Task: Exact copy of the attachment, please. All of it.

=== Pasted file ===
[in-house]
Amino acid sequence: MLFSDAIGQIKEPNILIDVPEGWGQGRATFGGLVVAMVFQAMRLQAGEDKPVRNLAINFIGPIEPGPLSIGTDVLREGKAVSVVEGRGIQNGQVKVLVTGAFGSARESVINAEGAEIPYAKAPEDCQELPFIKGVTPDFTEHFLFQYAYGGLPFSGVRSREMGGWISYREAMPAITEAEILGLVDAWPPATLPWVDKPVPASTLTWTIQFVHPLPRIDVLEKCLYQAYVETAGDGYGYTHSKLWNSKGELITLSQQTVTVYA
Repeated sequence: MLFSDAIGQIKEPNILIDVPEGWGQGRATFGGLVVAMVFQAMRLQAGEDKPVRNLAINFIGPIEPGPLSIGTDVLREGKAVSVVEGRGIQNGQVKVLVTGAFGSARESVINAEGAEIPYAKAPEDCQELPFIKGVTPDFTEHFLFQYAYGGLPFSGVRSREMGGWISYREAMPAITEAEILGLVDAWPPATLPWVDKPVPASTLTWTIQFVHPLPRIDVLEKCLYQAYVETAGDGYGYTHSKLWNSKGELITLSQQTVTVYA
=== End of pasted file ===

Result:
[in-house]
Amino acid sequence: MLFSDAIGQIKEPNILIDVPEGWGQGRATFGGLVVAMVFQAMRLQAGEDKPVRNLAINFIGPIEPGPLSIGTDVLREGKAVSVVEGRGIQNGQVKVLVTGAFGSARESVINAEGAEIPYAKAPEDCQELPFIKGVTPDFTEHFLFQYAYGGLPFSGVRSREMGGWISYREAMPAITEAEILGLVDAWPPATLPWVDKPVPASTLTWTIQFVHPLPRIDVLEKCLYQAYVETAGDGYGYTHSKLWNSKGELITLSQQTVTVYA
Repeated sequence: MLFSDAIGQIKEPNILIDVPEGWGQGRATFGGLVVAMVFQAMRLQAGEDKPVRNLAINFIGPIEPGPLSIGTDVLREGKAVSVVEGRGIQNGQVKVLVTGAFGSARESVINAEGAEIPYAKAPEDCQELPFIKGVTPDFTEHFLFQYAYGGLPFSGVRSREMGGWISYREAMPAITEAEILGLVDAWPPATLPWVDKPVPASTLTWTIQFVHPLPRIDVLEKCLYQAYVETAGDGYGYTHSKLWNSKGELITLSQQTVTVYA